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USDA Funds ‘Agrivoltaics’ Project Led by iSEE, Education at Illinois Researchers

by Tony Mancuso, Institute for Sustainability, Energy, and Environment / Oct 6, 2021

Professors H. Chad Lane and Samantha Lindgren

Professors H. Chad Lane and Samantha Lindgren are part of an interdisciplinary research team awarded $10M from the U.S. Department of Agriculture to investigate the concept of agrivoltaics.

A new project led by iSEE Interim Director Madhu Khanna to optimize design for “agrivoltaic” systems—fields with both crops and solar panels—that maintain crop production, produce renewable energy, and increases farm profitability includes an education and outreach component led by College of Education faculty.

This $10 million, four-year project, funded through the USDA’s National Institute of Food and Agriculture (NIFA) Sustainable Agriculture Systems program with the University of Illinois Urbana-Champaign as the lead institution, will study agrivoltaics in a variety of land types and climate scenarios (Illinois, Colorado, Arizona).

“For centuries, humans have used the benefits of the sun to produce food and energy — and only in recent decades has humanity turned to harvesting solar for renewable energy,” said Khanna, the ACES Distinguished Professor of Agricultural & Consumer Economics at Illinois. “But to produce solar energy at the utility scale is land intensive, and cropland is often the most suitable for this purpose.”

While solar has become more profitable for land use, concerns have arisen that it could cut into food production. And some counties have now prohibited large-scale photovoltaic arrays from replacing agricultural land.

“Agrivoltaics—co-locating energy and food production—has the potential to reduce this competition for land,” Khanna said. “Our proposed project for Sustainably Colocating Agricultural and Photovoltaic Electricity Systems (SCAPES) will provide a comprehensive analysis of the transformative potential of agrivoltaics. Our goal is to maintain or even increase crop yield, increase the combined (food and electricity) productivity of land, and diversify and increase farmers’ profits with row crops, forage, and specialty crops across a range of environments.”

"Agrivoltaics involves a lot more than just throwing some solar panels above your crops", said Lane, associate professor of Educational Psychology, Curriculum & Instruction, and Computer Science at Illinois. "There are interesting tradeoffs between crop needs, weather, and panel adjustments that make it a fascinating thing to learn about. We will develop a mobile app that allows people to learn about agrivoltaics through actively designing, simulating, and testing agrivoltaic farms." The app will be built in collaboration with Balance Studios in Green Bay, WI, and tested in the St. Louis Science Center and Indianapolis Children Museums, both of which already boast large exhibits devoted to agricultural science. "We will also work with Illinois Agriculture in the Classroom to create supporting materials for teachers to integrate into Illinois K-12 classrooms," said Lane.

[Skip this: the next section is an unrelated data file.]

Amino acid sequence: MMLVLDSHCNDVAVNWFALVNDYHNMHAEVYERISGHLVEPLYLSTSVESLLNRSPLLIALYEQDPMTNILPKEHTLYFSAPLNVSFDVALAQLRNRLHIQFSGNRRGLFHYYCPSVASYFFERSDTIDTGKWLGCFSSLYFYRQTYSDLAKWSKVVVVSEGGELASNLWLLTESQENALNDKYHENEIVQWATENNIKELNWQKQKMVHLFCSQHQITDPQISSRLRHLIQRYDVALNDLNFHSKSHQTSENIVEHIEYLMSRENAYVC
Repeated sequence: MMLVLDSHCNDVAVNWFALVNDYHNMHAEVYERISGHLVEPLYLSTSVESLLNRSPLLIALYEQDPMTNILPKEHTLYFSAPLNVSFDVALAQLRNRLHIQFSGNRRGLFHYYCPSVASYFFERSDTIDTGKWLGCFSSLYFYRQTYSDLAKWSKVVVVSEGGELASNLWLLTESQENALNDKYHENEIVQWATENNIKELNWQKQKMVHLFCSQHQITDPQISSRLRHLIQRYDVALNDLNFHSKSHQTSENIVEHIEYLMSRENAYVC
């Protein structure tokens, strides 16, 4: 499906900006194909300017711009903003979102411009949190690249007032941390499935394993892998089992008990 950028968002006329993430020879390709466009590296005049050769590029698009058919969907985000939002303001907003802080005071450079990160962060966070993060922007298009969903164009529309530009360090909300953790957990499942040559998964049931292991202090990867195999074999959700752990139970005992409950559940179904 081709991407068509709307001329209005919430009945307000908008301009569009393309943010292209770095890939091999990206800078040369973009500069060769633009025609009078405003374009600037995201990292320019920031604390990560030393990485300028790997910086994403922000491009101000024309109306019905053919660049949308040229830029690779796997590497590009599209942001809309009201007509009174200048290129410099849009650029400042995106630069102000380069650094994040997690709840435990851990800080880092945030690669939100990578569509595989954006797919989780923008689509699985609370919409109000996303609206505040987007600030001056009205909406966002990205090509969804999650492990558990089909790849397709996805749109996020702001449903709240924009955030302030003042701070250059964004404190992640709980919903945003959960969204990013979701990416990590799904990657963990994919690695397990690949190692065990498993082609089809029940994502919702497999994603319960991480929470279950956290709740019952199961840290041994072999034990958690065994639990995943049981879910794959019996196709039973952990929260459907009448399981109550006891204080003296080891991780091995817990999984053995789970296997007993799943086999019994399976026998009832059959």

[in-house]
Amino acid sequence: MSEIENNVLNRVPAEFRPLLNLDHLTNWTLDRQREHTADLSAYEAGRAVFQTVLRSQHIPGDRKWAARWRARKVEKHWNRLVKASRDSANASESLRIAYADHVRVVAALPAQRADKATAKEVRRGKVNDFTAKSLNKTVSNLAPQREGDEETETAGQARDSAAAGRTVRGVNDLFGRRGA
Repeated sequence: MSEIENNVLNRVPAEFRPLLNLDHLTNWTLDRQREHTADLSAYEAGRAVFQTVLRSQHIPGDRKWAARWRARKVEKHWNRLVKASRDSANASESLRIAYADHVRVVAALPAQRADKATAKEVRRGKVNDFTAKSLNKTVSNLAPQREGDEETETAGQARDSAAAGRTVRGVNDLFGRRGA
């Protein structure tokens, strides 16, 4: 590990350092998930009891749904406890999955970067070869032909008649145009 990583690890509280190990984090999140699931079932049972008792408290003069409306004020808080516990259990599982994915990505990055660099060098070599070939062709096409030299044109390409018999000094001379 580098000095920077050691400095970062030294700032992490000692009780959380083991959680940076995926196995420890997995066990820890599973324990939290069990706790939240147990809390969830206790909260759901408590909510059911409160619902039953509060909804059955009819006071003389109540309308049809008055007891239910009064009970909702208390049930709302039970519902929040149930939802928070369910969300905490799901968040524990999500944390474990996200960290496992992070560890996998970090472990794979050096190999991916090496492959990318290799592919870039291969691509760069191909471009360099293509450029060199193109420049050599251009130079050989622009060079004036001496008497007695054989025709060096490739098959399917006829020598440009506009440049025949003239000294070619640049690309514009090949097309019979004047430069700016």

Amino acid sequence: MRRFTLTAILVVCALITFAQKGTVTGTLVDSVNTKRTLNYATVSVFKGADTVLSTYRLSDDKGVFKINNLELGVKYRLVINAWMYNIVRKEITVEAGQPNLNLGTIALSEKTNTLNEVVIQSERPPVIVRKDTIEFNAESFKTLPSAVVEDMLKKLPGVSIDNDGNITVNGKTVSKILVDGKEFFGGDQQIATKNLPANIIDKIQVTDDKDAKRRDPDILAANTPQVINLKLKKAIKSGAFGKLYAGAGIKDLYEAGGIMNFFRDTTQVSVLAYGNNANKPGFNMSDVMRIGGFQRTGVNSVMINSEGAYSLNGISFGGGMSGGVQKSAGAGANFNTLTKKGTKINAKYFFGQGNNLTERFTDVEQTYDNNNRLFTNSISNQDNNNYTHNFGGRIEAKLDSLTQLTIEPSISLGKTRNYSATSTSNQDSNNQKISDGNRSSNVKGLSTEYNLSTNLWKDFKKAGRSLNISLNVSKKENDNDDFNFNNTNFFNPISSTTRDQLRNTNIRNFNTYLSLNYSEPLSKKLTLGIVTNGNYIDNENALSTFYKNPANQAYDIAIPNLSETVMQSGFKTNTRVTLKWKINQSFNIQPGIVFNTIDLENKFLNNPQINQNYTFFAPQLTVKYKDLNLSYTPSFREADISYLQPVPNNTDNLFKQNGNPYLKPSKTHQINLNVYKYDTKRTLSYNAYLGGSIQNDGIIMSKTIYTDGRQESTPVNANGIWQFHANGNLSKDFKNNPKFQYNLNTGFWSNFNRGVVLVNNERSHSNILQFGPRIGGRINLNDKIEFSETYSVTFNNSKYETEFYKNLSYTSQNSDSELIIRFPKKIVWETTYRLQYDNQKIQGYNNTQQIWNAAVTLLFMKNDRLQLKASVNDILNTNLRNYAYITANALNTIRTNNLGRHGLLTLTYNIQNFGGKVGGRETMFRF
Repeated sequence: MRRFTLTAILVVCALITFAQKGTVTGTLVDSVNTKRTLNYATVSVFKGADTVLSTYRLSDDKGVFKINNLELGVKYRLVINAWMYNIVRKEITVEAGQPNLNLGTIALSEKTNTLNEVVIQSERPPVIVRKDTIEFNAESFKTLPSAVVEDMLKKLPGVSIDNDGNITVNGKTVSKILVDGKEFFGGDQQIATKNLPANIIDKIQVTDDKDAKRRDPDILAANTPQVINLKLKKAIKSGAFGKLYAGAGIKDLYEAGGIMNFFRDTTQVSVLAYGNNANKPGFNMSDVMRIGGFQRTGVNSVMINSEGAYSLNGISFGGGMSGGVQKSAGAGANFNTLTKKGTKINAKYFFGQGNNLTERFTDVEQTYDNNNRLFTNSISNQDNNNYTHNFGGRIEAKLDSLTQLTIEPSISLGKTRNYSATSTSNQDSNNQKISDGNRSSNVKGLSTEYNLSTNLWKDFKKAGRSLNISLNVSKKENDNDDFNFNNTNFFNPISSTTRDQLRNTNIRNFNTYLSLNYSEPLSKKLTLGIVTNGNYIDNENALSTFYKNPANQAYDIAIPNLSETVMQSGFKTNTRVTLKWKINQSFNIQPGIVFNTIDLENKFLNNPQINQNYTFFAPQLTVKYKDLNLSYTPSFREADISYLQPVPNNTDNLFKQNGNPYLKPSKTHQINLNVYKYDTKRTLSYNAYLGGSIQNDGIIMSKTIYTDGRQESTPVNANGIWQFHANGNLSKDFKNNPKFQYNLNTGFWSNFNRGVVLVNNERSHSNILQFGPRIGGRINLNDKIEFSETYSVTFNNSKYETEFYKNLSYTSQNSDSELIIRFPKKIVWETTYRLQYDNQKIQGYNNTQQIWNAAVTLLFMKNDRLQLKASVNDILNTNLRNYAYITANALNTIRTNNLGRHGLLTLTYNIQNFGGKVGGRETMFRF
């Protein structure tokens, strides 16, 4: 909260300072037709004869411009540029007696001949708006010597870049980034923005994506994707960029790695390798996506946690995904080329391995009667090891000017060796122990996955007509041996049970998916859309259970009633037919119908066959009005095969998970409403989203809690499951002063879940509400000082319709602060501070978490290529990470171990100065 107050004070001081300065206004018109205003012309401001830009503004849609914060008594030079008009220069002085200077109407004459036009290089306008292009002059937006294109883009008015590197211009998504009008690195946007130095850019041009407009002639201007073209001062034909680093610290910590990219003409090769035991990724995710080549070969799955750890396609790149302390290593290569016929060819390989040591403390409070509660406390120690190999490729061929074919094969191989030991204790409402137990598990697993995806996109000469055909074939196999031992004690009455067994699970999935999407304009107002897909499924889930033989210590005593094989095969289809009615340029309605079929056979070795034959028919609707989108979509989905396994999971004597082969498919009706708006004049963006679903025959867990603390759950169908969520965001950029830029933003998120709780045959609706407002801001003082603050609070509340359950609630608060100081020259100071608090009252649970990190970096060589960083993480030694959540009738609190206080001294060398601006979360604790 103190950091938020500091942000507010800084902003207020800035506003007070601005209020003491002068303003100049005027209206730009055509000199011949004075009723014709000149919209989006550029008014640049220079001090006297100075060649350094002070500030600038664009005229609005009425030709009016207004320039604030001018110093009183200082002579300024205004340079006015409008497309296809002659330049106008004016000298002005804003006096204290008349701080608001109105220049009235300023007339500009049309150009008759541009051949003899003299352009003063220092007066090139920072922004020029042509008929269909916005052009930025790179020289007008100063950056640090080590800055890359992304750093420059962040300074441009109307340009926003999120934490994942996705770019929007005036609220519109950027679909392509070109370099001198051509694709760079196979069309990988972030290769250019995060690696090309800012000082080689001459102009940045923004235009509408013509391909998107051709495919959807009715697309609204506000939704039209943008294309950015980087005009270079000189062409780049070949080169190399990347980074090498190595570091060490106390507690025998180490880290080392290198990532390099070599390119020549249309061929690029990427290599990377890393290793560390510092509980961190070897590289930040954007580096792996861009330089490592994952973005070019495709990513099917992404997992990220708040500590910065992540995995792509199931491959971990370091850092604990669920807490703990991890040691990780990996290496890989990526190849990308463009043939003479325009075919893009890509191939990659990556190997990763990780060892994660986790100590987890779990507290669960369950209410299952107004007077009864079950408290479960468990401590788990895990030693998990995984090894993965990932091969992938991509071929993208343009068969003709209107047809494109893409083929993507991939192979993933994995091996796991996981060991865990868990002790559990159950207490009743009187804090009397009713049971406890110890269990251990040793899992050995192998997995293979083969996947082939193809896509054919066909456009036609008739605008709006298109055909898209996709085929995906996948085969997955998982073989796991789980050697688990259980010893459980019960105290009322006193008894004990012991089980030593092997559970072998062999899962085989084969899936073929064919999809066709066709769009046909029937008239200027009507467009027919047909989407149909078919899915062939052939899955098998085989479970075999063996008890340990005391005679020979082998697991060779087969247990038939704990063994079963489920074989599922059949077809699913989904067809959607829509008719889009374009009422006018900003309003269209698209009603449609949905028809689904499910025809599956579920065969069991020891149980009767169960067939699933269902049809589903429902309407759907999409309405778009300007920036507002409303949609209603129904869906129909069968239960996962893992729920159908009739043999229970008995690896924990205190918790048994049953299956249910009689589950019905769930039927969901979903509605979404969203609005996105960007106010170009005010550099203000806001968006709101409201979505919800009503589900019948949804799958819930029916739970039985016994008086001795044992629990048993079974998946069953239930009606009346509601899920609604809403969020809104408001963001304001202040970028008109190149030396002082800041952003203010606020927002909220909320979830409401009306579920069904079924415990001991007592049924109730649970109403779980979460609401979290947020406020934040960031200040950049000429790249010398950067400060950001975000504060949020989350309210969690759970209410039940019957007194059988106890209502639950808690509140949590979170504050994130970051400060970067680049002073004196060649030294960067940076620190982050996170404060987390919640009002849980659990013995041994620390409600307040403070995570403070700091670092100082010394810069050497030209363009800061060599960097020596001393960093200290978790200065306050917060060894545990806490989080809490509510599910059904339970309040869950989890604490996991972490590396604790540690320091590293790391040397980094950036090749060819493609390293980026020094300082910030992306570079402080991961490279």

"Sustainability education, at school and in informal settings, has never been more important than it is now," said Lindgren, assistant professor of Education Policy, Organization & Leadership. "The agrivoltaics app will introduce youth and their families to sustainable energy and food production systems – both global grand challenges – highlighting the innovative nature of agriculture and the need for systems-thinking."

Illinois agrivoltaics investigators include Khanna; Carl Bernacchi, USDA Agricultural Research Service Plant Physiologist; Bruce Branham, Professor of Crop Sciences; Evan H. DeLucia, Arends Professor Emeritus of Plant Biology; D.K. Lee, Professor of Crop Sciences; Kaiyu Guan, Associate Professor of Natural Resources & Environmental Sciences; H. Chad Lane, Associate Professor of Educational Psychology, Curriculum & Instruction, and Computer Science; Nenad Miljkovic, Associate Professor of Mechanical Science & Engineering; Samantha Lindgren, Assistant Professor of Education Policy, Organization & Leadership; Nuria Gomez-Casanovas, Visiting Research Specialist at iSEE; and Bin Peng, Postdoctoral Research Associate at the National Center for Supercomputing Applications.

The Illinois team will partner with Dennis Bowman at the U of I Extension for agrivoltaics outreach activities. Additionally, the grant features a combination of research, education, and extension subawards for the University of Arizona, Colorado State University, Auburn University, the University of Illinois Chicago, and the National Renewable Energy Laboratory.

Learn more at the iSEE Agrivoltaics project webpage...